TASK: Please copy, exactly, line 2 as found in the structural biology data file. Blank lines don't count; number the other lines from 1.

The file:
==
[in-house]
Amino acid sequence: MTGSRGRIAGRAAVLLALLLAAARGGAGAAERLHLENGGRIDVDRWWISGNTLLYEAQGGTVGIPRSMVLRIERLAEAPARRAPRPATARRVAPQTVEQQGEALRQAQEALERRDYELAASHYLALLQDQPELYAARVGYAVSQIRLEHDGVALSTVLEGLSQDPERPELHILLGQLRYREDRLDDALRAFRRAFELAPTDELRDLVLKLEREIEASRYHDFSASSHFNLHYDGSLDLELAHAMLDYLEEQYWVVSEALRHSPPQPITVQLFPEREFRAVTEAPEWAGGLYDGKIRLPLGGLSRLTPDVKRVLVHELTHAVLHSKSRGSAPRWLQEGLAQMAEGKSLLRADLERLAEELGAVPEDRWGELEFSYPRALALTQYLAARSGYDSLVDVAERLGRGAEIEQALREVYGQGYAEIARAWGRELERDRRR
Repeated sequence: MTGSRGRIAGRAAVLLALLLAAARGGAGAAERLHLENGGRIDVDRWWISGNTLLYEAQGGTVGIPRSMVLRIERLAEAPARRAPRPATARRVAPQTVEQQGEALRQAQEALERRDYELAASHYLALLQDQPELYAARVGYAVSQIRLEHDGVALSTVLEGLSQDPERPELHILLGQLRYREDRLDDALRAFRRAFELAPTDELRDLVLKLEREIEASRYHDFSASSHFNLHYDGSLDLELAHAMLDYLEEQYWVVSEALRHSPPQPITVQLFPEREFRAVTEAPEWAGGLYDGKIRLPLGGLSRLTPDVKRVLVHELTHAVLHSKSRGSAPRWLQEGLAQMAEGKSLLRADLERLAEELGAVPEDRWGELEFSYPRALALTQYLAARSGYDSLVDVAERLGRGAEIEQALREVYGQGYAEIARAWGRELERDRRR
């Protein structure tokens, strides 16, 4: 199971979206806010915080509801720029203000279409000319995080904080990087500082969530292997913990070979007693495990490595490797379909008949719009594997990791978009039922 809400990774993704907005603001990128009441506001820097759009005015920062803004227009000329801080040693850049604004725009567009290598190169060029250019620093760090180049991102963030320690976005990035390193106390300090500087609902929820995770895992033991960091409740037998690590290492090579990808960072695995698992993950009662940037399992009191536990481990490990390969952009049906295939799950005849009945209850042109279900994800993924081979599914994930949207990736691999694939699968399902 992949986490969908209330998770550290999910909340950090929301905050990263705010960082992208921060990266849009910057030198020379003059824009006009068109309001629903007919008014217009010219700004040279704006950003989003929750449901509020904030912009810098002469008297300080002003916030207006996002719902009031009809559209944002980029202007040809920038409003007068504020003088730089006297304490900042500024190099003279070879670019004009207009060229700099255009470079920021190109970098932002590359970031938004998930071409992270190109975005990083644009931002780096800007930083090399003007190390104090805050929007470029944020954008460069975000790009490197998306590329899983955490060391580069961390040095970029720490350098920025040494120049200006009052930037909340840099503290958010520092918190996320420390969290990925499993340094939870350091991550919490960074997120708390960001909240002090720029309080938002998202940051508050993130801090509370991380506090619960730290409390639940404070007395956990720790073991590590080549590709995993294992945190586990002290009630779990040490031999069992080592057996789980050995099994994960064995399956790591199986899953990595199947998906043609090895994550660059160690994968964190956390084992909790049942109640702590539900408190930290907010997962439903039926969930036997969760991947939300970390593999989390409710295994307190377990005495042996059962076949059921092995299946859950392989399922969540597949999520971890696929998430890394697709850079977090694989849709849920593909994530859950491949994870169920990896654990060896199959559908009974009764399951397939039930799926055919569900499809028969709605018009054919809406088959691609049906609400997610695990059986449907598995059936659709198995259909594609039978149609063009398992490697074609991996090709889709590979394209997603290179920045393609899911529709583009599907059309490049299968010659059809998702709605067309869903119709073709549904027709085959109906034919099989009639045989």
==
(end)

Amino acid sequence: MTGSRGRIAGRAAVLLALLLAAARGGAGAAERLHLENGGRIDVDRWWISGNTLLYEAQGGTVGIPRSMVLRIERLAEAPARRAPRPATARRVAPQTVEQQGEALRQAQEALERRDYELAASHYLALLQDQPELYAARVGYAVSQIRLEHDGVALSTVLEGLSQDPERPELHILLGQLRYREDRLDDALRAFRRAFELAPTDELRDLVLKLEREIEASRYHDFSASSHFNLHYDGSLDLELAHAMLDYLEEQYWVVSEALRHSPPQPITVQLFPEREFRAVTEAPEWAGGLYDGKIRLPLGGLSRLTPDVKRVLVHELTHAVLHSKSRGSAPRWLQEGLAQMAEGKSLLRADLERLAEELGAVPEDRWGELEFSYPRALALTQYLAARSGYDSLVDVAERLGRGAEIEQALREVYGQGYAEIARAWGRELERDRRR